Government of Fiji

Post-Fijian Independence – Changes in Power

After 96 years of British rule, Fiji was granted its independence on October 10, 1970, and became a self-governing nation within the Commonwealth. Then in 1987, a military regime was established followed by two coups led by Sitiveni Rabuka, and soon afterward Fiji was declared a republic. In 1992, Fiji returned to an elected government, though that system fell in November of 1993 as a result of failure to pass a budget for 1994.

After a general election in February of 1994, the government of Prime Minister Rabuka returned to power. Under this government, the Fiji constitution was reviewed in 1995, which resulted in the signing of a new constitution that took effect in July of 1998 and that was widely accepted by the Fijian people. All major political parties participated in the review process, so the people of Fiji had consulted and agreed upon it. This procedure also assured economic and political stability in the country.

In May of 1999, an election was held under this new constitution, and the Labor Party received a surprise victory. As a result, the role of prime minister was granted to an Indo-Fijian, Mahendra Chaudhry, who led one of the three parties of the "People’s Coalition" (which was also introduced during this time), the Fiji Labour Party (FLP). The other two parties are the Fijian Association Party (FAP), led by Adi Kuini Speed, and the Party of National Unity (PANU), led by Apisai Tora. This new system of government, which was voted on in free and fair elections, experienced a peaceful transition of power.

Current Political System

The country's current political setup consists of the president as the head of state with the prime minister as the head of government. Fiji's constitution provides for a bicameral parliament, which consists of the president, an elected house of representatives with one member, and a nominated senate with 32 members.

Under Fiji's current government, the country is divided into four districts for purposes of administration: the central district, based in Nausori, the northern district, based in Labasa, the eastern district, based in Levuka, and the western district, based in Lautoka. Each district has jurisdiction over the provinces that are within its division. In total, there are 14 provinces, which are each governed by a council that have an executive head granted by the Fijian Affairs Board. These councils generally oversee urban affairs.

The 20th century also brought about important economic changes. During this timeframe, Fiji developed a major sugar industry, while establishing tourism, productive copra milling and other secondary industries as well. Because of these economic advances, the revenues have provided for health and medical services, expanded public works, education and infrastructure.

Also, because of recent developments in air and sea communication and transport, Fiji now plays a major role in regional affairs and is known as the focal point of the South Pacific.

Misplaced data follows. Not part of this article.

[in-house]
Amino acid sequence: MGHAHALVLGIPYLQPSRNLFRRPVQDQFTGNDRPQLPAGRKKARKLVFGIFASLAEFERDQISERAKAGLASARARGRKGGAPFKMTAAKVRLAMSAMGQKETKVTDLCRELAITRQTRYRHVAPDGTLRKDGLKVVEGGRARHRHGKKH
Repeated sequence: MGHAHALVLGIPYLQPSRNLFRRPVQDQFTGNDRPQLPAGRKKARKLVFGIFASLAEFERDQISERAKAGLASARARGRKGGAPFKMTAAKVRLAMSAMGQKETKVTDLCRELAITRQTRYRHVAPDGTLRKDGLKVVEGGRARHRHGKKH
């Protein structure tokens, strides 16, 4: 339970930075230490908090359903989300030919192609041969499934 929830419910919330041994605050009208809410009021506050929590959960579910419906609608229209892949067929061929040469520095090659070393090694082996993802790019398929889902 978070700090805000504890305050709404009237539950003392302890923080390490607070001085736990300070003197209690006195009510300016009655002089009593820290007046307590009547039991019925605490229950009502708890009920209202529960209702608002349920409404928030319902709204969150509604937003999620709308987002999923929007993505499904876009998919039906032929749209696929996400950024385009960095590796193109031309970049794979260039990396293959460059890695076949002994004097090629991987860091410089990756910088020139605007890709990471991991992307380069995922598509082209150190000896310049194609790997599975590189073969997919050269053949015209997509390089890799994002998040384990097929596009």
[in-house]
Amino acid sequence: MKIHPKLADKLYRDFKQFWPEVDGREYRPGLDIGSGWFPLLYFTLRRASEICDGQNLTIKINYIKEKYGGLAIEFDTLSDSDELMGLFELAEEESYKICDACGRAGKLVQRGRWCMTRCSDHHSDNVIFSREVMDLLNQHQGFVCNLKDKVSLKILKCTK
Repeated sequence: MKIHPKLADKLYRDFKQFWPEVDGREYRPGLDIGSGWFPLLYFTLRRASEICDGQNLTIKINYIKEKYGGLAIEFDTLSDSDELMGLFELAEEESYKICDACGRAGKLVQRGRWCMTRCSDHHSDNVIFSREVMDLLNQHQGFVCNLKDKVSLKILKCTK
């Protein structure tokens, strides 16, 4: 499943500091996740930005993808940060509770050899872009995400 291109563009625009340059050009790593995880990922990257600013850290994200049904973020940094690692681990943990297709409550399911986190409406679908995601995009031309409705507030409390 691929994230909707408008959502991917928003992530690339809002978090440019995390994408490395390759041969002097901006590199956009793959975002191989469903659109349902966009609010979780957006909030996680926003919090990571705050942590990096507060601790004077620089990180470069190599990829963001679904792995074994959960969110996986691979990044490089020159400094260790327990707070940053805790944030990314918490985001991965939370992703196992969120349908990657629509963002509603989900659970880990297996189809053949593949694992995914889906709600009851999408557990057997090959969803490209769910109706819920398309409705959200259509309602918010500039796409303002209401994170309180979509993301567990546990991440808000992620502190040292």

International Relations and Fijian Embassies

Fiji's international relations, which were at first hampered by political problems that took place within the country, became stronger after it became a member of the United Nations in 1970 and actively participated in its affairs. Its participation in UN peacekeeping has become very significant, as Fiji's leadership in the South Pacific area resulted in its vital role in the building up of the South Pacific forum.

The Fiji embassy represents the government of Fiji in other countries. It consists of the embassy staff, honorary consuls, trade bureaus and trade commissions.  

Fiji embassies and consulates are located in several countries, including:

  • Australia
  • Belgium
  • China
  • India
  • Japan
  • Malaysia
  • New Zealand
  • Papua New Guinea
  • Singapore
  • Taiwan
  • United Kingdom
  • United States

Fiji National Anthem

After Fiji became independent from Britain, its national anthem was composed to show respect to the country. Its melody is based on a traditional Fijian song. It is sung on important occasions such as Independence Day and has both an indigenous and English version, though the English version is more common.

The Fijian version:

Meda dau doka ka vinakata na vanua
E ra sa dau tiko kina na savasava
Rawa tu na gauna ni sautu na veilomani
Biu na i tovo tawa savasava

Me bula ga ko Viti
Ka me toro ga ki liu
Me ra turaga vinaka ko ira na i liuliu
Me ra liutaki na tamata
E na veika vinaka
Me oti kina na i tovo ca

Me da dau doka ka vinakata na vanua
E ra sa dau tiko kina na savasava
Rawa tu na gauna ni sautu na veilomani
Me sa biu na i tovo tawa yaga

Bale ga vei kemuni na cauravou e Viti
Ni yavala me savasava na vanua
Ni kakua ni vosota na dukadukali
Ka me da sa qai biuta vakadua

The English version:

Blessing grant oh God of nations on the isles of Fiji
As we stand united under noble banner blue
And we honor and defend the cause of freedom ever
Onward march together God bless Fiji

For Fiji, ever Fiji, let our voices ring with pride.
For Fiji ever Fiji her name hail far and wide,
A land of freedom , hope and glory to endure what ever befall.
May God bless Fiji Forever more!

Blessing grant oh God of nations on the isles of Fiji
Shores of golden sand and sunshine, happiness and song
Stand united , we of Fiji, fame and glory ever
Onward march together God bless Fiji.